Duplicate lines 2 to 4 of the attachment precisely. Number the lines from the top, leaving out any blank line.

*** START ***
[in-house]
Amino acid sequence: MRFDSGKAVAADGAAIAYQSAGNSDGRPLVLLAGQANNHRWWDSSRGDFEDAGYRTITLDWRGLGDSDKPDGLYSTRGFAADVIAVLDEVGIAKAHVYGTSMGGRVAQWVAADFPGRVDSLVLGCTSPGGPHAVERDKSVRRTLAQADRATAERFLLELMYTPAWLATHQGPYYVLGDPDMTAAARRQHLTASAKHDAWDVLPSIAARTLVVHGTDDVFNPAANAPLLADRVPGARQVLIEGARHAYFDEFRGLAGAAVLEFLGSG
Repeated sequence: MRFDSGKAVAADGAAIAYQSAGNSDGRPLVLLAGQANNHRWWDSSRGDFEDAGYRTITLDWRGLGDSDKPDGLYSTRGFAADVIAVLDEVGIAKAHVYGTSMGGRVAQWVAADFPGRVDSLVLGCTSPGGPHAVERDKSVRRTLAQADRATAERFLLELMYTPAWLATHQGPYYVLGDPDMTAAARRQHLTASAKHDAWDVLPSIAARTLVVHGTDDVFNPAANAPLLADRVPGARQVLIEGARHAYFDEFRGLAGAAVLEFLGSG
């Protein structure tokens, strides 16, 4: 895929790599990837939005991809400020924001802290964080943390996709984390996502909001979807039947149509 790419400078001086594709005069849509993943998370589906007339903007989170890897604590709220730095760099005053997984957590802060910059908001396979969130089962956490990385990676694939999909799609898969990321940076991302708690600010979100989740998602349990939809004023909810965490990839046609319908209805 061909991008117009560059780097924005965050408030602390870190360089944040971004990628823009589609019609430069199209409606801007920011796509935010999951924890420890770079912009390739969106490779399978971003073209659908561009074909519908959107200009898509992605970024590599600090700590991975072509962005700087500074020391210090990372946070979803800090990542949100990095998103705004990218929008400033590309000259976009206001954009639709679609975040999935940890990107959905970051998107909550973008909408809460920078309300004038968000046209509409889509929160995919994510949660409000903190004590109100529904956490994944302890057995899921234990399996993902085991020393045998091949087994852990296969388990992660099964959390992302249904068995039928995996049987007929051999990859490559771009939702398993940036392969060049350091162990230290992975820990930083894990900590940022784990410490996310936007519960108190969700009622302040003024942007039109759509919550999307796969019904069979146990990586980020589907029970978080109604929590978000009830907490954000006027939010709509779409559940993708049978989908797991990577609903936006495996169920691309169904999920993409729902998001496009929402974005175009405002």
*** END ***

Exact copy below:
Amino acid sequence: MRFDSGKAVAADGAAIAYQSAGNSDGRPLVLLAGQANNHRWWDSSRGDFEDAGYRTITLDWRGLGDSDKPDGLYSTRGFAADVIAVLDEVGIAKAHVYGTSMGGRVAQWVAADFPGRVDSLVLGCTSPGGPHAVERDKSVRRTLAQADRATAERFLLELMYTPAWLATHQGPYYVLGDPDMTAAARRQHLTASAKHDAWDVLPSIAARTLVVHGTDDVFNPAANAPLLADRVPGARQVLIEGARHAYFDEFRGLAGAAVLEFLGSG
Repeated sequence: MRFDSGKAVAADGAAIAYQSAGNSDGRPLVLLAGQANNHRWWDSSRGDFEDAGYRTITLDWRGLGDSDKPDGLYSTRGFAADVIAVLDEVGIAKAHVYGTSMGGRVAQWVAADFPGRVDSLVLGCTSPGGPHAVERDKSVRRTLAQADRATAERFLLELMYTPAWLATHQGPYYVLGDPDMTAAARRQHLTASAKHDAWDVLPSIAARTLVVHGTDDVFNPAANAPLLADRVPGARQVLIEGARHAYFDEFRGLAGAAVLEFLGSG
């Protein structure tokens, strides 16, 4: 895929790599990837939005991809400020924001802290964080943390996709984390996502909001979807039947149509 790419400078001086594709005069849509993943998370589906007339903007989170890897604590709220730095760099005053997984957590802060910059908001396979969130089962956490990385990676694939999909799609898969990321940076991302708690600010979100989740998602349990939809004023909810965490990839046609319908209805 061909991008117009560059780097924005965050408030602390870190360089944040971004990628823009589609019609430069199209409606801007920011796509935010999951924890420890770079912009390739969106490779399978971003073209659908561009074909519908959107200009898509992605970024590599600090700590991975072509962005700087500074020391210090990372946070979803800090990542949100990095998103705004990218929008400033590309000259976009206001954009639709679609975040999935940890990107959905970051998107909550973008909408809460920078309300004038968000046209509409889509929160995919994510949660409000903190004590109100529904956490994944302890057995899921234990399996993902085991020393045998091949087994852990296969388990992660099964959390992302249904068995039928995996049987007929051999990859490559771009939702398993940036392969060049350091162990230290992975820990930083894990900590940022784990410490996310936007519960108190969700009622302040003024942007039109759509919550999307796969019904069979146990990586980020589907029970978080109604929590978000009830907490954000006027939010709509779409559940993708049978989908797991990577609903936006495996169920691309169904999920993409729902998001496009929402974005175009405002």